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Morgan, Godfrey (1875–1957)

by J. C. H. Gill

This article was published in Australian Dictionary of Biography, Volume 10, (MUP), 1986

Godfrey Morgan (1875-1957), journalist, grazier and politician, was born on 29 July 1875 at Landsborough, Victoria, second surviving son of English parents Godfrey Morgan, printer and later newspaper proprietor at Donald, and his wife Mary Elizabeth, née Williamson. Young Godfrey was educated at Coodie's and Hawthorn colleges, Melbourne. When his father died in 1891, he became a reporter and manager of the Donald Times and three years later its editor and proprietor. He organized and founded the Victorian Provincial Newspapers' Association and twice held office as its president. On 8 December 1896 Morgan married Annie Jane Pace at Donald.

Responding to a Queensland government call for settlers to take up prickly-pear-infested selections, he took up 7000 acres (2833 ha) on the Condamine River near the town of Condamine. The selection, called Arubial, was occupied by his family in 1908. Inexperienced in pastoral pursuits, Morgan battled to turn his selection from virgin scrub into prime grazing land, introducing irrigation to offset drought. He extended his land holdings, bred and judged Shorthorn cattle and Corriedale sheep and became an authority on the grazing industry and related matters. Keenly interested in bloodstock horses, he gained an insight into horse-racing and its administration; his horses won many races in Brisbane. In 1933-39 he was president of the Queensland Breeders', Owners' and Trainers' Association.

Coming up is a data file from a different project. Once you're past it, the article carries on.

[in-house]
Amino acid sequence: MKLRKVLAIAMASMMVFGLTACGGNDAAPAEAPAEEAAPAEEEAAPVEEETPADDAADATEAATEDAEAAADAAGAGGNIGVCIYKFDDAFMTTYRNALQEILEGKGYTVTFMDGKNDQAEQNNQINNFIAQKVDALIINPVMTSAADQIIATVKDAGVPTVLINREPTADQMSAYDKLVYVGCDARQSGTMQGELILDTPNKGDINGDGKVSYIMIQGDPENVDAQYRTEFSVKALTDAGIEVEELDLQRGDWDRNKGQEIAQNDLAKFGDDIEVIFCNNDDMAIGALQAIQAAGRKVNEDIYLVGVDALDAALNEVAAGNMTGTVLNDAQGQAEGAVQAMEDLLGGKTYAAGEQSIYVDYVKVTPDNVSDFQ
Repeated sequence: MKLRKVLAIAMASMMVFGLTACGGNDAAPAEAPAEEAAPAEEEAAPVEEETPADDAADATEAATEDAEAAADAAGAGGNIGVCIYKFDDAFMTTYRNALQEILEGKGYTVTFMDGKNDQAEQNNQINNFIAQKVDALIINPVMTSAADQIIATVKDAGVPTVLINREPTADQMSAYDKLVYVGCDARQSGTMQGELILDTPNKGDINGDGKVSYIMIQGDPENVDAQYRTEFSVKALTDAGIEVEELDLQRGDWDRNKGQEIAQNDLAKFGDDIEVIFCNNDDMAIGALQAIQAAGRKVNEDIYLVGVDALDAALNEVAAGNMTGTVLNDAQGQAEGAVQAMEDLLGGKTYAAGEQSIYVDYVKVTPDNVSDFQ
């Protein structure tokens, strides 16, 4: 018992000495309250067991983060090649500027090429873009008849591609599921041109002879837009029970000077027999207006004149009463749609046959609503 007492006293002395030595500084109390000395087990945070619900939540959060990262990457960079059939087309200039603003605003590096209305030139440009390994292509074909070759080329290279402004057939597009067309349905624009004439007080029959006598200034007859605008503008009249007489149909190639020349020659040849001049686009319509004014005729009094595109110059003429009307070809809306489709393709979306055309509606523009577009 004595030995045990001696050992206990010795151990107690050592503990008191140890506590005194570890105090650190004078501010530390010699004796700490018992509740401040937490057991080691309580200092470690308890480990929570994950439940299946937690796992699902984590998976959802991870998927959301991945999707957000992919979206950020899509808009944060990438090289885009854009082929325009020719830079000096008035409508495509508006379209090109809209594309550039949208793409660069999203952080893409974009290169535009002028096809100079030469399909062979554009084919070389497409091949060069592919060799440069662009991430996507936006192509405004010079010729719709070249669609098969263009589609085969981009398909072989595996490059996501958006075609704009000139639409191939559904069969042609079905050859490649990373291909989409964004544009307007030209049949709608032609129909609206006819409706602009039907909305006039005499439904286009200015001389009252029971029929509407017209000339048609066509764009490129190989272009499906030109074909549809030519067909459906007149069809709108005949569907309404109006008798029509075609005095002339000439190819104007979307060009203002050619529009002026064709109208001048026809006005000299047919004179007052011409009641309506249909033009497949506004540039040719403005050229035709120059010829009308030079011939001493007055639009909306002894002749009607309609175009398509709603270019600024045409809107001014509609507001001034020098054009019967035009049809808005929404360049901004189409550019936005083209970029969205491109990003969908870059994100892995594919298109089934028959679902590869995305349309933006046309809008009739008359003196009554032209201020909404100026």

In 1909 Morgan was elected to the Murilla Shire Council at Miles and on 2 October he won Murilla as a ministerial supporter in the State elections. His political career was exemplified by faithful service to his rural electorate, by his indefatigable work on solving problems of prickly-pear-infestation, of lack of roads and water. His attendance on horseback at waterhole meetings and annual picnics led to the view that 'the Murilla electorate was to Godfrey Morgan the whole world'.

After fourteen years of parliamentary opposition, Morgan expected to be given the lands portfolio when A. E. Moore led the Country and Progressive National Party to power in 1929. However Moore wanted a tough man for a tough portfolio, so Morgan became secretary for railways (1929-32) and minister for transport (1932).

Although the Moore government lost power in June 1932, Morgan retained his seat and unmercifully badgered the Forgan Smith Labor government; he was one of the party's more able debaters. In 1935 he won the new electorate of Dalby, but broke away from the C.P.N.P. Following redoubled efforts by Labor he lost the 1938 election as a Country and United Australia Party candidate. Although he then retired from politics the Country Party drive he started in 1935 continued to gain impetus.

Resident in Brisbane now, Morgan visited Arubial periodically and maintained his interest in horse-racing. He died in St Martin's private hospital, Brisbane, on 29 August 1957, survived by his wife, two daughters and four sons, and was cremated with Church of England rites after a state funeral.

A contemporary regarded Morgan as a politician with strong convictions and uncompromising views, a genial companion with a keen appreciation of a joke.

Select Bibliography

  • C. A. Bernays, Queensland—Our Seventh Political Decade, 1920-1930 (Syd, 1931)
  • H. M. Ferguson, A History of Tara and District 1840-1960 (Brisb, 1961)
  • C. Lack (ed), Three Decades of Queensland Political History, 1929-1960 (Brisb, 1962)
  • G. Morgan, We are Borne on as a River (My First Seventy Years) (Brisb, 1971)
  • Queensland Country Life, 5 Sept 1957
  • Courier Mail (Brisbane), 30 Aug 1957
  • Morgan family papers (privately held).

Citation details

J. C. H. Gill, 'Morgan, Godfrey (1875–1957)', Australian Dictionary of Biography, National Centre of Biography, Australian National University, http://adb.anu.edu.au/biography/morgan-godfrey-747/text13385, published first in hardcopy 1986, accessed online 24 February 2019.

This article has been amended since its original publication. View Original

This article was first published in hardcopy in Australian Dictionary of Biography, Volume 10, (MUP), 1986

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